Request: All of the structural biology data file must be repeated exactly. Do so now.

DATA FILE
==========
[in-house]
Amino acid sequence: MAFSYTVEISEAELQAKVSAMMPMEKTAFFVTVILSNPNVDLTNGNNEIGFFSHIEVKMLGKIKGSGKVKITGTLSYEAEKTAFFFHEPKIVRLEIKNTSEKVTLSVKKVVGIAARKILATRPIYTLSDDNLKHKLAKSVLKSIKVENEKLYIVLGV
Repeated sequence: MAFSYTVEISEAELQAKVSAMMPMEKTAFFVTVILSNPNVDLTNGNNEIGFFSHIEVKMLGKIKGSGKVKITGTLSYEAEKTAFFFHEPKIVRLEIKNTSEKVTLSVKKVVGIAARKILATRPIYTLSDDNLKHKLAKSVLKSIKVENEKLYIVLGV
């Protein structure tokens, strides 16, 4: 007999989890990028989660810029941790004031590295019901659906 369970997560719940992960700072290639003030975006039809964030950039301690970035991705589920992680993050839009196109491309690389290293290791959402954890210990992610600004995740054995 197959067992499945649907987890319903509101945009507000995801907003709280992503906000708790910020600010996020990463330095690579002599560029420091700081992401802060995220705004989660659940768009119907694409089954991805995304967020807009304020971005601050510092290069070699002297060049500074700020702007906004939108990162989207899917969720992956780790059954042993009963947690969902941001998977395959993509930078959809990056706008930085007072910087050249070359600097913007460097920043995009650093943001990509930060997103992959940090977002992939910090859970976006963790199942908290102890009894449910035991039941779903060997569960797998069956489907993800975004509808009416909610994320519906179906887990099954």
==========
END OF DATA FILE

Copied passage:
[in-house]
Amino acid sequence: MAFSYTVEISEAELQAKVSAMMPMEKTAFFVTVILSNPNVDLTNGNNEIGFFSHIEVKMLGKIKGSGKVKITGTLSYEAEKTAFFFHEPKIVRLEIKNTSEKVTLSVKKVVGIAARKILATRPIYTLSDDNLKHKLAKSVLKSIKVENEKLYIVLGV
Repeated sequence: MAFSYTVEISEAELQAKVSAMMPMEKTAFFVTVILSNPNVDLTNGNNEIGFFSHIEVKMLGKIKGSGKVKITGTLSYEAEKTAFFFHEPKIVRLEIKNTSEKVTLSVKKVVGIAARKILATRPIYTLSDDNLKHKLAKSVLKSIKVENEKLYIVLGV
């Protein structure tokens, strides 16, 4: 007999989890990028989660810029941790004031590295019901659906 369970997560719940992960700072290639003030975006039809964030950039301690970035991705589920992680993050839009196109491309690389290293290791959402954890210990992610600004995740054995 197959067992499945649907987890319903509101945009507000995801907003709280992503906000708790910020600010996020990463330095690579002599560029420091700081992401802060995220705004989660659940768009119907694409089954991805995304967020807009304020971005601050510092290069070699002297060049500074700020702007906004939108990162989207899917969720992956780790059954042993009963947690969902941001998977395959993509930078959809990056706008930085007072910087050249070359600097913007460097920043995009650093943001990509930060997103992959940090977002992939910090859970976006963790199942908290102890009894449910035991039941779903060997569960797998069956489907993800975004509808009416909610994320519906179906887990099954």